McMinnville’s sign guy: Gerry Blankenship

Apr 6, 2012

I solved a big McMinnville mystery the other day. Or at least it is a mystery for sign nerds and history buffs whose hearts start racing a bit when they see a well crafted sign. (I don’t know about you, but all I need is a brown historical marker on the side of the road and I’m ready to careen off the highway to see what happened there). McMinnville seems to be a place made for sign lovers, at it’s all thanks to Gerry Blankenship, a Carlton-based sign artist who uses machine and hand-carving techniques to make some of the most prominent signs in town. Remember those Welcome to McMinnville signs? Gerry did those.

How about the signs for the Police Department, the Library, the Fire Department, the Planning Commission and many other public buildings near downtown. Yep, they are Gerry’s, too. Now, the smart approach, as someone interested in a sign, would be to walk into the prospective business and just ask where the sign came from, but since I’m sometimes an armchair investigator, it took a little bit of creative Googling to find Gerry’s Facebook page, for his small business, Northwoods Signs.

All I needed to do was look at some of the signs from his portfolio and I knew it immediately: that’s the McMinnville sign guy! We’re in the process of changing our sign right now and I spent the afternoon with Gerry in his workshop talking signage and seeing our new sign in development. The pic above shows our sign after it has been carved and primed with paint. When it is complete, it will feature the same colors as our logo.

There are so many reasons to go with a carved wooden sign, but for us, the answer is quite simple. To us, these signs mean community. They mean longevity, they mean permanence, and above all, they mean beauty. “If you put that time and effort into the building and what goes on there, your sign should reflect the quality of your work,” is how Blankenship explains it. I’ve seen our new sign up close and I have to say — that’s one sexy sign! Check out the texture on the kissable view.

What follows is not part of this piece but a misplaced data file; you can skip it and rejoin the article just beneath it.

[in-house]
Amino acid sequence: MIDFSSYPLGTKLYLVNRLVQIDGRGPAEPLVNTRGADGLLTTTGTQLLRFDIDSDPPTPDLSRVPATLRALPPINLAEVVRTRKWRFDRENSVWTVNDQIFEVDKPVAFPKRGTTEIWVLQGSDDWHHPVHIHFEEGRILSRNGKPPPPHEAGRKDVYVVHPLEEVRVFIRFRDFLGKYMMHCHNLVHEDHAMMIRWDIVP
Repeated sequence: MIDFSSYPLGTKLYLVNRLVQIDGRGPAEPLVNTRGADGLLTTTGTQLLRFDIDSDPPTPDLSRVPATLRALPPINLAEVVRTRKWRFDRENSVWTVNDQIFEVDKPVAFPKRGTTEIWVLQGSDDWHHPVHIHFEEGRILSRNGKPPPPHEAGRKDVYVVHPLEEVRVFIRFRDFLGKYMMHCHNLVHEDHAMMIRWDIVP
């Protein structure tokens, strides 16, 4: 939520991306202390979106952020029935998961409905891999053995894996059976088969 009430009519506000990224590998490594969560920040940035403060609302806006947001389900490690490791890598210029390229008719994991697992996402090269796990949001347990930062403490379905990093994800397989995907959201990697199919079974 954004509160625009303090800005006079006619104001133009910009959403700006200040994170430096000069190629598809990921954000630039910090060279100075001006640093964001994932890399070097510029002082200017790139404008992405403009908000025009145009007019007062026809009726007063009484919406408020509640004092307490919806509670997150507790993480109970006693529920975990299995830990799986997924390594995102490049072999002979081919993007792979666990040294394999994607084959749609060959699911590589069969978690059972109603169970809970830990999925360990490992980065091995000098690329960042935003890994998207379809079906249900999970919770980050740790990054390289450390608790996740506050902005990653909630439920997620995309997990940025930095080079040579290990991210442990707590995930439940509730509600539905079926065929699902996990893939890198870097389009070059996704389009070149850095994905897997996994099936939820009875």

Here is another sign Blankenship was working on in his workshop when I visited him:

He has also done many of the wooden vineyard signs you see around Yamhill County.

In the 25 years Blankenship has been doing this kind of work, he has completed more than 1,000 wooden signs for businesses and municipalities in Washington, Oregon, Idaho and Utah. Each of the signs is crafted using hand tools and machine routers and grinding elements and draws on the artist’s many years of experience as a carver and craftsman. Many of Blankenship’s signs around time incorporate smaller illustrations, often landscapes, depicting the surrounding countryside, though he can also adapt more contemporary-looking logos, such as ours, an abstract landscape/toothbrush.

If you have a Northwoods sign, you should be cleaning it once a year with a mild detergent and calling Gerry to come out every 5-6 years to touch up the paint. Did you see the hail yesterday? Those kinds of elements can wreak havoc on a gorgeous sign. Now, on to the next big mystery in signs. Why do so many vinyl sign shops have awful signs to advertise their own business? Just what is the font that screams: I can make a sign for you?

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